Trek Women’s Triathlon: The name changes but the people and magic remain the same
Posted Mar 12 2009 4:12pm
Focus on getting women to the finish line in a nurturing environment continues with founders of previous Danskin Series
This week, race production manager Maggie Sullivan and Triathlon Hall of Famer Sally Edwards are visiting Austin to promote the new Trek Women’s Triathlon series which will have a race in Austin on May 17. While technically this is a new race series, it is actually being run and produced by the very same people who put on the Danksin Triathlon the last 19 years. Meanwhile, there is still a women’s triathlon with the Danskin name in it, but with completely new management team. So while this other race has the Danskin brand, the Trek Women’s folks are going to great pains to stress their race is the true Danksin experience.
Confused? The confusion over the name and which race will be the better experience is part of the reason Sullivan and Edwards are crisscrossing the country all spring to promote and educate the public about the new Trek Women’s Triathlon. Last night, they held a kick off event at RunTex and this evening the will hold another party at 6 PM at Bicycle Sport Shop Central at 517 South Lamar. The events include swag, training advice, opportunities to find training partners, and give-aways of some free race entries.
“We want people to know all the things they loved about the old Danskin series will continue with the Trek Women’s Triathlon series plus some great new aspects,” Edwards told me. “In some ways we are victims of our own success in building the previous brand, but we believe the people make a race special, not a corporate brand.”
Maggie Sullivan was the sole employee at Danskin putting on the previous race series since 1990 and worked with Sally Edwards who was the race spokesperson to create the unique women’s only experience. She decided to break from the company and establish her own company Xxtra Mile, LLC, to continue races like the Danskin when she saw changes happening in the company and the women’s apparel market.
Trek Women' s Triathlon Series Manager Maggie Sullivan
Danskin sold the brand two years ago, and Sullivan wasn’t sure how the event would change with the change in ownership. She wanted to put the people who had created the event in charge of how the race was run. “I have a passion for building opportunities for women to find the athlete in themselves and this race is an extension of that passion,” Sullivan said.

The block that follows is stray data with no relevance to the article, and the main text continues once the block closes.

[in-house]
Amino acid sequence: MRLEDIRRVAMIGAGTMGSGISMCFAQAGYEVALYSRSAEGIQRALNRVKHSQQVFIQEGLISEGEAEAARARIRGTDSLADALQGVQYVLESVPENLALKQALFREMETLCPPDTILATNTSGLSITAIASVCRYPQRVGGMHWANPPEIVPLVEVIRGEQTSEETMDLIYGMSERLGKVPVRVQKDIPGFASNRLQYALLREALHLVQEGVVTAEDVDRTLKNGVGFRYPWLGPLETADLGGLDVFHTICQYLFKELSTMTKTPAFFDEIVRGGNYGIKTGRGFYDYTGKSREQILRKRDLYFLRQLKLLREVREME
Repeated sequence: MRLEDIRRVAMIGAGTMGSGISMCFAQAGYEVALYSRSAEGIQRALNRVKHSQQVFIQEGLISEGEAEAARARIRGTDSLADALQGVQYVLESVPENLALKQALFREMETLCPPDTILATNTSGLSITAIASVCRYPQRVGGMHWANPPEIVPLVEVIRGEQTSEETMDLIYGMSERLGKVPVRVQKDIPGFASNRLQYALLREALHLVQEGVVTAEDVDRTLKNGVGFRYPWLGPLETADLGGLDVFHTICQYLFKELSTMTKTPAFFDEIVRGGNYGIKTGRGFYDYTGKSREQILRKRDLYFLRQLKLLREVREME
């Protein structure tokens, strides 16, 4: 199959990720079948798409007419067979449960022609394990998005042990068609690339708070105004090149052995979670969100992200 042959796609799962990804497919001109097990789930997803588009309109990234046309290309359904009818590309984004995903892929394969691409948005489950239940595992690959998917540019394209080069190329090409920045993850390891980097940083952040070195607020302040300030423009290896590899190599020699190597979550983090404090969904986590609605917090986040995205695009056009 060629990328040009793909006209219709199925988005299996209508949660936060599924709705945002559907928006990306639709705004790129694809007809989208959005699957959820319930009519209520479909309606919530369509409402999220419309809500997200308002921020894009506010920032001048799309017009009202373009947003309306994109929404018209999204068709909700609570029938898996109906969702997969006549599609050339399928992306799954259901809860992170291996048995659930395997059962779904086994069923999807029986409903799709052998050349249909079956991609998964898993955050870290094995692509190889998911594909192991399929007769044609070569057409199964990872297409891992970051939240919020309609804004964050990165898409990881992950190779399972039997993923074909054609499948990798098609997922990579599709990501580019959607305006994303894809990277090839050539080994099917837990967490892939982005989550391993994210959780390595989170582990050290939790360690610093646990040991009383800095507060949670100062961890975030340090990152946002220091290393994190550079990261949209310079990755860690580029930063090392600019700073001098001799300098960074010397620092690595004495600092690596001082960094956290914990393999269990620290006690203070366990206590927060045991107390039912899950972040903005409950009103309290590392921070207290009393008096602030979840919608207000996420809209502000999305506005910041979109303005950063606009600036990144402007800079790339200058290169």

The way forward was not always clear: the day Sullivan resigned from Danskin the stock market dropped 800 points. With marketing dollars tight, she wasn’t sure she could find a title sponsor to continue what Sullivan and Edwards have built. “Trek stepped up to the plate and raised the bar when it comes to women’s focused events,” Sullivan continued. “We were able to keep all the same local race organizers from the previous series which is a testament to our dedication to empowering women’s events.”
Sullivan’s new company is majority women owned, and this focus in integrated into all parts of the race production. In addition to continuing to raise money for the Breast Cancer Research Foundation through Team Survivor, 7% of the gross revenues of the race will be donated in the local race communities to charities that help put women part in the workforce.
There will also be new race categories this year including Physically Challenged, Athena (over 150 pounds), and Women in Uniform which will cover women in the armed forces, fire fighters and police. “We already broke new ground in the previous series by being the first to do swim angels and when I volunteered to always be the last athlete across the line,” Edwards stated. “We created a race that emphasizes good energy, sisterhood and inclusiveness. But when Maggie asked me how we could improve the race, I thought about how I want the race to truly reflect the diversity of American women. These categories are a step in that direction.”
Triathlon Hall of Famer and Trek Women' s Triathlon spokesperson Sally Edwards
Edwards has seen a lot of changes in triathlon since she did her first one in 1978 and her first Ironman in 1981. “Back in that day, women who raced triathlons were considered weird, plus our race purse were less than the guys,” Edwards continued. “We were told ‘well there are fewer of you racing.’ That seemed incredibly unfair. I raced the same course as the men; why should I be penalized for the field size?” She said women’s involvement in endurance events has jumped greatly with 60-40 male/female splits in most triathlons and over 50% women’s participation in shorter running races like 5 & 10 Ks. This has lead to more respect for female athletes.
“Our goal is to get the couch potatoes of their duffs and being active,” Edwards said. “It is a harder than 5K fun runs and walks because a lot of women are intimidated by the word triathlon, but the triathlon lifestyle is a true total fitness.”
Sullivan hopes the women who were so loyal to the Danskin series will recognize the experienced hands from Danskin are running this series and make it a success. She hopes to build on a successful triathlon series to also produce supportive women’s only, single sport events like running and cycling events.
“We know what it takes to make a great race that women will want to come back for whether it is the atmosphere or safety,” Sullivan said. “You are only as good as your last race.”